Many MacBook users have gotten the error "startup disk in MacBook Pro missing"; it's suggested that they press Command + R or hold down the option/alt key to boot to the Recovery Volume. And then, run Disk Utility Verify or Repair Disk and Repair Permissions until getting no errors.

Another method to solve this problem is as follows:

Step 1. Shut down the MacBook Pro, start it, and simultaneously hold down the Command, Option, P, and R keys. Wait until you hear the startup ring of your MacBook Pro for the third time before letting go.

Step 2. Plug the MagSafe power adapter into a power source, connecting it to your MacBook Pro if it's not already connected.

Step 3. Press the "Shift + Control + Option" keys and power button on the built-in keyboard simultaneously.

Step 4. Release all the keys and the power button at the same time.

Step 5. Press the power button to turn on MacBook Pro.

Step 6. Restart and hold down the D key to enter the Hardware Test. Follow the instructions on your MacBook Pro.

When booted externally, use the Go menu to open Utilities. Launch Disk Utility and look for any signs of your internal drive in the list of hard drives on the left. If you find it look for First Aid and try to use it on the disk.

Solution 2. Make the Startup Disk Appear in Disk Utility

Disk Utility can check any connected disk and repair problems once it detects them. How to repair a startup disk if it's not showing up in Disk Utility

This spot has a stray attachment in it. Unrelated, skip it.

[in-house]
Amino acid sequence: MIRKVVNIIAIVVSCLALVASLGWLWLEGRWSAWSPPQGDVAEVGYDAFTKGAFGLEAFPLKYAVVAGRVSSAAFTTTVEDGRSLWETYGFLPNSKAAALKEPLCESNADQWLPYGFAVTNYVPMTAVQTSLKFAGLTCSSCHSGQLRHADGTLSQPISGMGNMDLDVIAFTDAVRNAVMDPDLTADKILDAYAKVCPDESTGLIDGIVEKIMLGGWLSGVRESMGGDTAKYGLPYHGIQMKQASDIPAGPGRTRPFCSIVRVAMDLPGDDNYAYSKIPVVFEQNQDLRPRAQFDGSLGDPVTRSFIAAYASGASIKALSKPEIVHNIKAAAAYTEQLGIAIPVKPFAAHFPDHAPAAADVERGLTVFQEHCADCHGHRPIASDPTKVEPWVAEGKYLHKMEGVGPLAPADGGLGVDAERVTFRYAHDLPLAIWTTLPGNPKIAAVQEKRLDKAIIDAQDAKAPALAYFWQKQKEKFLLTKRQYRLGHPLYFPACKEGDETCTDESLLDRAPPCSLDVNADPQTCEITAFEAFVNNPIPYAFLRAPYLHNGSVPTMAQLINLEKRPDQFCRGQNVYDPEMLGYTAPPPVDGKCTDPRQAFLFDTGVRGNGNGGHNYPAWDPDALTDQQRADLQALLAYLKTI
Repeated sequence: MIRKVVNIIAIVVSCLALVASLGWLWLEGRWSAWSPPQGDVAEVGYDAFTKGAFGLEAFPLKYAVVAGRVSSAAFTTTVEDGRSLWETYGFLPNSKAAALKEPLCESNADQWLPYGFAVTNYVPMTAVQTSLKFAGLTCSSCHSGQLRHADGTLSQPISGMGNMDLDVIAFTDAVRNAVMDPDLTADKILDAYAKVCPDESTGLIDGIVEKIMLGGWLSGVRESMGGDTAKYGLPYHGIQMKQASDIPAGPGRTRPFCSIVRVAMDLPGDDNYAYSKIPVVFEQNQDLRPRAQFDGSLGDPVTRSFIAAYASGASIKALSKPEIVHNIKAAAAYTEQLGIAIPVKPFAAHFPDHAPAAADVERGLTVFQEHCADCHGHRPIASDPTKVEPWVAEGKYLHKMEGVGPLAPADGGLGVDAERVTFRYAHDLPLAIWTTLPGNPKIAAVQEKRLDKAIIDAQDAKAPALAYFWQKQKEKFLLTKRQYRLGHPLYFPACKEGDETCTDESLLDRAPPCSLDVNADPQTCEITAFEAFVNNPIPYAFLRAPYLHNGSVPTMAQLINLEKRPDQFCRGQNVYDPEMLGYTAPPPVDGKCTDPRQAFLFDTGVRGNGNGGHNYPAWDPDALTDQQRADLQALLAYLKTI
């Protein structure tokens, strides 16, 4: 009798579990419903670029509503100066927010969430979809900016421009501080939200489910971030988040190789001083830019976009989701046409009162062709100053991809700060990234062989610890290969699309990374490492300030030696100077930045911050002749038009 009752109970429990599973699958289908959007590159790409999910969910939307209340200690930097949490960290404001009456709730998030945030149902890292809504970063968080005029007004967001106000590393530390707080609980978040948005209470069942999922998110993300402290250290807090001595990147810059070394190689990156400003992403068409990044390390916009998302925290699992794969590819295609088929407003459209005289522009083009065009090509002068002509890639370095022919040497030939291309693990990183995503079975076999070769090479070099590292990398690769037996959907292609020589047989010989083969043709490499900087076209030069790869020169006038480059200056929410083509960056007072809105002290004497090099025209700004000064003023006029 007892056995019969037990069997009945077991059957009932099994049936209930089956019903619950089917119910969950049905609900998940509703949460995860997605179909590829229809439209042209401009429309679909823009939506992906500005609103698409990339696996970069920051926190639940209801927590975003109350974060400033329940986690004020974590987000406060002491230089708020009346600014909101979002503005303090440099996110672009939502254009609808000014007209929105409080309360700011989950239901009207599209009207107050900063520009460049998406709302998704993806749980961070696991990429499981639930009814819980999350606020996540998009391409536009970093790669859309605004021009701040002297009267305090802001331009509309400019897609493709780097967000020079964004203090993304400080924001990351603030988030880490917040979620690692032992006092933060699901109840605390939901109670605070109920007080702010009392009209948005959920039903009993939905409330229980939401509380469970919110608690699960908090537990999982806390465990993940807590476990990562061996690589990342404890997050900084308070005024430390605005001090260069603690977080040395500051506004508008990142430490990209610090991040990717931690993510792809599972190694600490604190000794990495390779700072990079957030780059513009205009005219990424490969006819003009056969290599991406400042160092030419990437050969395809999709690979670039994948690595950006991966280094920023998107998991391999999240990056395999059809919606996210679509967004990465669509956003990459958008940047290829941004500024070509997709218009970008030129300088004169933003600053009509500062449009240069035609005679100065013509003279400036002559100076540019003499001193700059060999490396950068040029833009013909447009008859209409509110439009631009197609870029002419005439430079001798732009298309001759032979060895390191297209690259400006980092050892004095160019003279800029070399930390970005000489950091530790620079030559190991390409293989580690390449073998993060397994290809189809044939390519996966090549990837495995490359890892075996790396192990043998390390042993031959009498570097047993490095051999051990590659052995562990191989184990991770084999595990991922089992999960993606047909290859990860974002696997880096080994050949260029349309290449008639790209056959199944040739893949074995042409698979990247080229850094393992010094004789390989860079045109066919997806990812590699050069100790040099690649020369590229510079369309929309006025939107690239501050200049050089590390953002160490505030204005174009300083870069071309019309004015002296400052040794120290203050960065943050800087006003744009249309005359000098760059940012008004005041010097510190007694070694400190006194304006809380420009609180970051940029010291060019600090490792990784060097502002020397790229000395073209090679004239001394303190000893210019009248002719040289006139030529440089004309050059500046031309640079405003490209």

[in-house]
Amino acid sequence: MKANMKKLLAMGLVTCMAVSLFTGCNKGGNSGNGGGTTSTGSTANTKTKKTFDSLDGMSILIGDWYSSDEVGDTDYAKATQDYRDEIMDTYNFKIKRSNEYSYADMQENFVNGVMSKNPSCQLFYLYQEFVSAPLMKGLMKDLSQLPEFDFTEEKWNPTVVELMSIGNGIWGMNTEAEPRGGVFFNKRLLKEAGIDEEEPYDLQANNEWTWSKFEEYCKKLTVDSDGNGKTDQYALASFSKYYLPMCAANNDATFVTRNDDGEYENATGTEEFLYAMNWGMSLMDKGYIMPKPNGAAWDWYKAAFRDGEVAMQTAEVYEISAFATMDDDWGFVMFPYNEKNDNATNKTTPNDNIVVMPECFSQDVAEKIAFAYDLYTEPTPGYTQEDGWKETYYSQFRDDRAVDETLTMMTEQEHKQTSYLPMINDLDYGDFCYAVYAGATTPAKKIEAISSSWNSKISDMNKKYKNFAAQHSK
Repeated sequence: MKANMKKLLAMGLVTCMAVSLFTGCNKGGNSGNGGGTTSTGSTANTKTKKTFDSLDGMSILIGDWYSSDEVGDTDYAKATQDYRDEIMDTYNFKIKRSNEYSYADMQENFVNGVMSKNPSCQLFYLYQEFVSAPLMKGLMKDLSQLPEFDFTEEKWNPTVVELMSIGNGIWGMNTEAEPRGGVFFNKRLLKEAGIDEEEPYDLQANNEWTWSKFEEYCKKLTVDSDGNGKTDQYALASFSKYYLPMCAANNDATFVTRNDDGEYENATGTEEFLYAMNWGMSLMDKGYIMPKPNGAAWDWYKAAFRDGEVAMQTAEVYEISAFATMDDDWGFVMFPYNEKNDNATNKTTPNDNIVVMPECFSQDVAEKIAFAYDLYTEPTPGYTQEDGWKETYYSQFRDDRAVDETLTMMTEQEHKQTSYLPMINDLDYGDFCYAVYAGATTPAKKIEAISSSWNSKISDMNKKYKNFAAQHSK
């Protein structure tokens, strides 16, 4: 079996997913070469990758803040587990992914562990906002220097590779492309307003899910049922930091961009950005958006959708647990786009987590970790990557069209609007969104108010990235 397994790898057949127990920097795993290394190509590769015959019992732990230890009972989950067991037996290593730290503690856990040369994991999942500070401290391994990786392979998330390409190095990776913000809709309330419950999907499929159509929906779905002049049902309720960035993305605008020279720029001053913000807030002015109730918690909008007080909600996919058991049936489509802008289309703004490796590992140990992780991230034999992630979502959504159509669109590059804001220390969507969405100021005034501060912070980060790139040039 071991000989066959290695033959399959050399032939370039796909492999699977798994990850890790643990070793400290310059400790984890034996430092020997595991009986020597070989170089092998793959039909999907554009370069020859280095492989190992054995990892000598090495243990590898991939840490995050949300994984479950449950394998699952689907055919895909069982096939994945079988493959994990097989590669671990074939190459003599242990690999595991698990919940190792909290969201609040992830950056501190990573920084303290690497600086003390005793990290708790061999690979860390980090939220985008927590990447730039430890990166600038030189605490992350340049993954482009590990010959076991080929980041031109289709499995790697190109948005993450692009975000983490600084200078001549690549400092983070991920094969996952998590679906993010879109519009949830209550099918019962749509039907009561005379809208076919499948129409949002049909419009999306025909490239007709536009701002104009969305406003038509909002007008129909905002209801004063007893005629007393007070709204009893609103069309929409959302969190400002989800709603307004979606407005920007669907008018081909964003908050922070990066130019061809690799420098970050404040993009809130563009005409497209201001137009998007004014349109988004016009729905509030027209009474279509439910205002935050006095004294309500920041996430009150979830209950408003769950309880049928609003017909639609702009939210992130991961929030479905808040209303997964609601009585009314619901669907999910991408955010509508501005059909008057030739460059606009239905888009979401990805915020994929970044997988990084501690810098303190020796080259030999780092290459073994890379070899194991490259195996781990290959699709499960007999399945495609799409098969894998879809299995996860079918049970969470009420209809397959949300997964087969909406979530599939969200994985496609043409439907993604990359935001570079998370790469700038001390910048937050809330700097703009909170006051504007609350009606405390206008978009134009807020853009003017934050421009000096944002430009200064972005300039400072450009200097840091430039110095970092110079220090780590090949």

Solution 3. Reset NVRAM to Fix Startup Disk Not Showing

Resetting NVRAM (nonvolatile random-access memory) will help. As you know, the NVRAM can store the settings of the startup disk selection.

You can get the details and steps for solutions 1 to 3 in the following article:

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Fix No Startup Disk on Mac Without Losing Data

No startup disk issues happen on macOS Ventura, Monterey, Big Sur, Catalina, Mojave, and major macOS updates! Here are methods to fix startup disk errors and recover data with EaseUS.

fix no startup disk on Mac issues

Solution 4. Recover Data from Mac Startup Disk

Once you fix the no startup disk issues, your startup disk shows up on your Mac. However, You may find fewer essential files, which means some data is lost; If there's no complete backup of your startup disk, it's recommended to recover them with EaseUS Data Recovery Wizar for Mac, which can help users recover data even when the built-in boot disk is damaged.

Such a top-notch recovery tool can recover deleted files of Mac of all sizes, including a single Office Word document or a large number of images that you save on your Mac, from various data loss circumstances.

This professional tool is considered the best Mac data retrieval software, which can recover any lost data following an accidentally deleted file, like Mac Trash recovery, with three effortless actions.